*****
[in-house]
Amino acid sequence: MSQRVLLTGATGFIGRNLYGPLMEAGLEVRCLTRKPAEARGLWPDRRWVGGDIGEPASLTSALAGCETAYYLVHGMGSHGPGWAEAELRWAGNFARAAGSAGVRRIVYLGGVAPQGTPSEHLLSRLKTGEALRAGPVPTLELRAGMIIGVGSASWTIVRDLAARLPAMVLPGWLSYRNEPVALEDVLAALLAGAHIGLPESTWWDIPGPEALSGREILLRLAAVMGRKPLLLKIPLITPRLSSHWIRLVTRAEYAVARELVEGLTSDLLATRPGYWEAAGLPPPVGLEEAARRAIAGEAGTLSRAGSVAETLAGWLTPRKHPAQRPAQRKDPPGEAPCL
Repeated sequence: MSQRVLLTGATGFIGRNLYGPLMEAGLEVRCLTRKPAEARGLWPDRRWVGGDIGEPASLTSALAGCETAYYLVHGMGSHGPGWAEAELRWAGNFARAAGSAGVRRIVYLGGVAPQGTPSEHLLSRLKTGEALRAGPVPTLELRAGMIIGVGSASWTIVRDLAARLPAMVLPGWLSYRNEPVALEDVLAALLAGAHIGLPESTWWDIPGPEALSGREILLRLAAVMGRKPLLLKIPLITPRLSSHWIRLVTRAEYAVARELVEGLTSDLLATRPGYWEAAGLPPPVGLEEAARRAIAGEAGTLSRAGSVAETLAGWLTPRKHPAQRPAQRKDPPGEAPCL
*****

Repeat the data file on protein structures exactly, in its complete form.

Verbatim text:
[in-house]
Amino acid sequence: MSQRVLLTGATGFIGRNLYGPLMEAGLEVRCLTRKPAEARGLWPDRRWVGGDIGEPASLTSALAGCETAYYLVHGMGSHGPGWAEAELRWAGNFARAAGSAGVRRIVYLGGVAPQGTPSEHLLSRLKTGEALRAGPVPTLELRAGMIIGVGSASWTIVRDLAARLPAMVLPGWLSYRNEPVALEDVLAALLAGAHIGLPESTWWDIPGPEALSGREILLRLAAVMGRKPLLLKIPLITPRLSSHWIRLVTRAEYAVARELVEGLTSDLLATRPGYWEAAGLPPPVGLEEAARRAIAGEAGTLSRAGSVAETLAGWLTPRKHPAQRPAQRKDPPGEAPCL
Repeated sequence: MSQRVLLTGATGFIGRNLYGPLMEAGLEVRCLTRKPAEARGLWPDRRWVGGDIGEPASLTSALAGCETAYYLVHGMGSHGPGWAEAELRWAGNFARAAGSAGVRRIVYLGGVAPQGTPSEHLLSRLKTGEALRAGPVPTLELRAGMIIGVGSASWTIVRDLAARLPAMVLPGWLSYRNEPVALEDVLAALLAGAHIGLPESTWWDIPGPEALSGREILLRLAAVMGRKPLLLKIPLITPRLSSHWIRLVTRAEYAVARELVEGLTSDLLATRPGYWEAAGLPPPVGLEEAARRAIAGEAGTLSRAGSVAETLAGWLTPRKHPAQRPAQRKDPPGEAPCL